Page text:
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Yellow-vented Bulbul: Another successful nesting

on 10th August 2017

YVB-nest arrowed

The characteristic distraction call of the Yellow-vented Bulbuls (Pycnonotus goiavier) in my garden has been going on for more than a week now LINK. The eggs must have hatched as the adults were seen bringing food to the nest (above, arrowed). The nest was lodged between the branches of my Miracle Fruit or Flavour Berry (Synsepalum dulcificum) tree just beyond eye level LINK.

The pair of adults was documented feeding their two chicks in the nest on the afternoon (above) of 16th July and the morning of 17th July 2017 (below). I simply left my video cam some distance from the nest for about 1 hour 40 minutes each time.

Time spent by the adults varied from a short 10 seconds to a longer period of a few minutes. This would depend on whether the adults were spending time cleaning the nest and removing the faecal sac or simply passing food to the chicks. In the afternoon feeding session the adult spent 15 minutes after the last feed brooding the chicks.

Feeding intervals varied from an adult flying in as soon as the other flew out to an interval of up to 10 minutes.

The chicks could be heard chirping whenever an adult was in the nest feeding them. Once the adult flew out of the nest the chicks gradually quiet down.

There were instances when distress/distraction calls were heard outside the nest. During such periods there were no feeding and the chicks were always quiet in the nest.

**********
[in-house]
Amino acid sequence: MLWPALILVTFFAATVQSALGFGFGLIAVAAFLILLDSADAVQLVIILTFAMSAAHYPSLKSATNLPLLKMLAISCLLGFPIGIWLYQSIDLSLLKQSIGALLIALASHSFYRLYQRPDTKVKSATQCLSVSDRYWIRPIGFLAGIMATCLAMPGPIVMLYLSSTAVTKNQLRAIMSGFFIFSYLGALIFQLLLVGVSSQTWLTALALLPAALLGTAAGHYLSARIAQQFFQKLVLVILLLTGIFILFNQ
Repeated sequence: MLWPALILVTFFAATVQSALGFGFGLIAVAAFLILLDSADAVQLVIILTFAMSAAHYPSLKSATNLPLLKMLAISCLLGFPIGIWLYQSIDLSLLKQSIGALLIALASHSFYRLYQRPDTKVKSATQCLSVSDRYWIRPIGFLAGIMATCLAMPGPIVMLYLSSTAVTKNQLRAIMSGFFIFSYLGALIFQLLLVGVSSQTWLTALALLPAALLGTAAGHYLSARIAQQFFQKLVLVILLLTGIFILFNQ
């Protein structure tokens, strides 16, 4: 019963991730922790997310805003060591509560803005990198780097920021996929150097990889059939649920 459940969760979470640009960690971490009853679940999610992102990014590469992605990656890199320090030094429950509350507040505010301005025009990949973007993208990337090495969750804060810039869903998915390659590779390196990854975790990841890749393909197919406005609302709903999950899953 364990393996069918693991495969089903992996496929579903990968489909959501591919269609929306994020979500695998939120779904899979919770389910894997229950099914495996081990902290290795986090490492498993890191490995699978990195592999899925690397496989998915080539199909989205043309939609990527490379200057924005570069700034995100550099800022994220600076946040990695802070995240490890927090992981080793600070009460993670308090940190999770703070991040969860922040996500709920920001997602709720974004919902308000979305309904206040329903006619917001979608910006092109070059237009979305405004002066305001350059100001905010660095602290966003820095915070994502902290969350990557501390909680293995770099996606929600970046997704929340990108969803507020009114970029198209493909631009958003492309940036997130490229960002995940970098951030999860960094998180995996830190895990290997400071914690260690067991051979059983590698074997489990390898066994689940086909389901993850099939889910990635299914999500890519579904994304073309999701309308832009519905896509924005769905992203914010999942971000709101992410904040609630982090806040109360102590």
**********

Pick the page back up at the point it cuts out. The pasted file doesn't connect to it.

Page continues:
A third video session was made on the afternoon of 20th July (below). The two chicks were older then and bigger. They were naturally more demanding and noisy when the adult arrived with food.

The following morning the adults were still feeding the chicks. By the next day the distraction calls were absent. I made a casual check of the nest. It was empty. I missed the chance of documenting the fledging moment. Next time then…

YC Wee
Singapore
25th July 2017

If you like this post please tap on the Like button at the left bottom of page. Any views and opinions expressed in this article are solely those of the authors/contributors, and are not endorsed by the Lee Kong Chian Natural History Museum (LKCNHM, NUS) or its affiliated institutions. Readers are encouraged to use their discretion before making any decisions or judgements based on the information presented.

YC Wee

Dr Wee played a significant role as a green advocate in Singapore through his extensive involvement in various organizations and committees: as Secretary and Chairman for the Malayan Nature Society (Singapore Branch), and with the Nature Society (Singapore) as founding President (1978-1995). He has also served in the Nature Reserve Board (1987-1989), Nature Reserves Committee (1990-1996), National Council on the Environment/Singapore Environment Council (1992-1996), Work-Group on Nature Conservation (1992) and Inter-Varsity Council on the Environment (1995-1997). He is Patron of the Singapore Gardening Society and was appointed Honorary Museum Associate of the Lee Kong Chian Natural History Museum (LKCNHM) in 2012. In 2005, Dr Wee started the Bird Ecology Study Group. With more than 6,000 entries, the website has become a valuable resource consulted by students, birdwatchers and researchers locally and internationally. The views and opinions expressed in this article are his own, and do not represent those of LKCNHM, the National University of Singapore or its affiliated institutions.

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